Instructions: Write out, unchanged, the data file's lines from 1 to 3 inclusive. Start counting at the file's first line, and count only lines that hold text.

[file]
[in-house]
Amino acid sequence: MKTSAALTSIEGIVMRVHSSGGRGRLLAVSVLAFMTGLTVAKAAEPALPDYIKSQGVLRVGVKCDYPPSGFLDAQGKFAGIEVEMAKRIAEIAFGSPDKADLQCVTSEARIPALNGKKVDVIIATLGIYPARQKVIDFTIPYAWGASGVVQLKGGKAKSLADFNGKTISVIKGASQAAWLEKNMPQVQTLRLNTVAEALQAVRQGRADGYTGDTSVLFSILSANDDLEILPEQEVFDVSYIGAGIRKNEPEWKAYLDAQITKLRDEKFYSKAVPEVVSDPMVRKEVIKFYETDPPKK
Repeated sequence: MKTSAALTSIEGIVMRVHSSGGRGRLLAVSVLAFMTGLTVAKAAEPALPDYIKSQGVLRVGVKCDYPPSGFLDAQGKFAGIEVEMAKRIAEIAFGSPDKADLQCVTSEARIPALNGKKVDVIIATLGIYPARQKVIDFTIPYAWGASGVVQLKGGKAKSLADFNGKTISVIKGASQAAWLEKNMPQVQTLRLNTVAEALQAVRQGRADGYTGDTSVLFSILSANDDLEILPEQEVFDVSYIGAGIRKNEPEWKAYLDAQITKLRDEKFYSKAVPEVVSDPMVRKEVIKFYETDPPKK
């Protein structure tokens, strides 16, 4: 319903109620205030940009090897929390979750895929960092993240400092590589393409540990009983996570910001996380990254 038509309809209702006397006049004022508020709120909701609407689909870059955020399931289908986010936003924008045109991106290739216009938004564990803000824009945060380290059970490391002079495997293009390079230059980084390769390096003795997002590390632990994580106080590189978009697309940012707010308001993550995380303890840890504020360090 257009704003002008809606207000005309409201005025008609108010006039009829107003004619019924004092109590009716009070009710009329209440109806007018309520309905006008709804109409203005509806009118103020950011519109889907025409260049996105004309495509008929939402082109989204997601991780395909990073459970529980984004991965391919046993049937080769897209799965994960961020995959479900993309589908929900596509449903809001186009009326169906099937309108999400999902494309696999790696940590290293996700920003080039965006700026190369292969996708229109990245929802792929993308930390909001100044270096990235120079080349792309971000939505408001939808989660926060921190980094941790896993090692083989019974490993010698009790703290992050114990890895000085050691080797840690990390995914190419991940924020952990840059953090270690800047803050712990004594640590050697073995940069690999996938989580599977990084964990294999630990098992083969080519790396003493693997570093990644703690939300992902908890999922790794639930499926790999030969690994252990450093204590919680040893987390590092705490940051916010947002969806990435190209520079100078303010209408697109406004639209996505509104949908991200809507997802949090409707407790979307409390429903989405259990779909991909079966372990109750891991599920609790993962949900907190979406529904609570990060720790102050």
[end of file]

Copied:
[in-house]
Amino acid sequence: MKTSAALTSIEGIVMRVHSSGGRGRLLAVSVLAFMTGLTVAKAAEPALPDYIKSQGVLRVGVKCDYPPSGFLDAQGKFAGIEVEMAKRIAEIAFGSPDKADLQCVTSEARIPALNGKKVDVIIATLGIYPARQKVIDFTIPYAWGASGVVQLKGGKAKSLADFNGKTISVIKGASQAAWLEKNMPQVQTLRLNTVAEALQAVRQGRADGYTGDTSVLFSILSANDDLEILPEQEVFDVSYIGAGIRKNEPEWKAYLDAQITKLRDEKFYSKAVPEVVSDPMVRKEVIKFYETDPPKK
Repeated sequence: MKTSAALTSIEGIVMRVHSSGGRGRLLAVSVLAFMTGLTVAKAAEPALPDYIKSQGVLRVGVKCDYPPSGFLDAQGKFAGIEVEMAKRIAEIAFGSPDKADLQCVTSEARIPALNGKKVDVIIATLGIYPARQKVIDFTIPYAWGASGVVQLKGGKAKSLADFNGKTISVIKGASQAAWLEKNMPQVQTLRLNTVAEALQAVRQGRADGYTGDTSVLFSILSANDDLEILPEQEVFDVSYIGAGIRKNEPEWKAYLDAQITKLRDEKFYSKAVPEVVSDPMVRKEVIKFYETDPPKK